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Is your experience similar to my friends, Ken and Midge, whose combined college student loan debt is more than $120,000 a few years after they both graduated from college? He teaches in an urban public middle school — a job he loves — and she’s a copywriter. Although they consolidated their student loans, monthly payments are eating up such a large portion of their income that their lives now revolve around servicing their education debt.
As recipients of federal student loans, they will benefit from a portion of the College Cost Reduction and Access Act , which went into effect on July 1, 2009, to provide debt relief.
If you’re unemployed and unable to make a payment, call your student loan servicer to qualify for deferment or forbearance before you miss any payments. If you’re not certain who to contact, the National Student Loan Data System can help. Contacting your lender applies to all student loans, not just federal loans. Your loan will continue to accrue interest. However, it will not show up on your credit report as late or delinquent, which means you will experience no negative effects to your credit scores as the result of a deferment or forbearance.
If you can’t resolve your problem with your lender, there’s an Ombudsman, who will run interference to help you solve issues. You can also reach their office by phone: 1.877.557.2575.
As with anything the federal government institutes, the eligibility calculations for the new student loan income-based repayment (IBR) policies are not straightforward. Based on income and family size, your student loan payments can be reduced (with no negative credit impact) to 15 percent of your annual adjusted gross income. If you have $50,000 in loans at 6.8 percent, your current monthly payment is $575.00. If you’re single, with an adjusted gross income of $30,000, your payment could be reduced to $344.00 per month. The Department of Education provides a new IBR Calculator to estimate monthly payments and eligibility. Contact your lender to apply for the program.
By allowing payments to be reduced, the time to repay will extend longer than the previous ten years. This means you will pay more interest. If your college loan debt is quite large and your income is not, you’ll want to calculate how long it will take you to pay it off at various levels. If your income remains low and your debt is not paid after 25 years, your balance will be forgiven.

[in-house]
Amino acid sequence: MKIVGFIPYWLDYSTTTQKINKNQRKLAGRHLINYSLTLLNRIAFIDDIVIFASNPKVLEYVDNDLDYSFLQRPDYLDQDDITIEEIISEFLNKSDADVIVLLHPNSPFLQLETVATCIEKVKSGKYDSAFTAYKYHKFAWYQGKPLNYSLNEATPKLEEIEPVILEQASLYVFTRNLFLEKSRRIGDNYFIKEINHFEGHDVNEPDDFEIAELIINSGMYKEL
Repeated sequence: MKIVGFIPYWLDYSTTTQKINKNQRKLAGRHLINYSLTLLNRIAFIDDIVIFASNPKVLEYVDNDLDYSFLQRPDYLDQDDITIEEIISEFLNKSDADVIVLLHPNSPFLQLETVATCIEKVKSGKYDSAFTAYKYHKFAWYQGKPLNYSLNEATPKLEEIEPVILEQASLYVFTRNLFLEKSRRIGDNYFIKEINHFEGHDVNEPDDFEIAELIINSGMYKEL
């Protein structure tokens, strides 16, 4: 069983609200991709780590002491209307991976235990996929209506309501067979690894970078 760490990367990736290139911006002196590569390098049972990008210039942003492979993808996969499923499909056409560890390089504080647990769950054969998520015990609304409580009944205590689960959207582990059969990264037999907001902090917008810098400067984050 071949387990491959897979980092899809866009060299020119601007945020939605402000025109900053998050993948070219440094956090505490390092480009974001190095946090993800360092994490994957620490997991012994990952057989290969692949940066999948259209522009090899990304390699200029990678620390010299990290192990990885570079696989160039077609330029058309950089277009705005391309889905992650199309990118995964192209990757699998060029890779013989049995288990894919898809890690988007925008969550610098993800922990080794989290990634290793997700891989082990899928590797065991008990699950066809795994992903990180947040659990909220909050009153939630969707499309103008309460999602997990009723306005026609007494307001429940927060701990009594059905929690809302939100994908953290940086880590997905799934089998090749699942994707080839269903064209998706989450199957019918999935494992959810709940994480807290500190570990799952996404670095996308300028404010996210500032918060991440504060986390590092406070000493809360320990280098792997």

To encourage employment in the public sector there is a bonus: Your remaining balance will be forgiven after ten years of reduced payments. A public service job is defined as a full-time job in emergency management, government, military service, public safety, law enforcement, public health, public education, social work, public interest law services, child care, public library sciences, or any other job at an organization that is described in section 501(c)(3) of the Internal Revenue Code of 1986. Is there a cause you’re passionate about, that is not being addressed? Consider forming your own nonprofit corporation to address the need.
Work beginning in October of 2007 counts toward these new programs so the earliest student loans will be paid off under IBR in 2017. If your loans are Federal Family Education Loans, you will be able to consolidate them into the Direct Loan Program to access this benefit.
You will need to prove income and/or public sector employment to qualify. There will be an annual resubmission of documents to remain in the programs. And missing payments could disqualify you from continuing to make reduced payments. This brings us back to where we started. Before you’re late or miss a payment, contact your lender to receive a short-term deferment. You want to preserve your credit scores and your ability to qualify for reduced repayment plans.
For additional information, the Department of Education developed a guide for the Income-Based Repayment Plan. This program can provide you with needed cash flow relief and ways to reduce your overall student loan debt.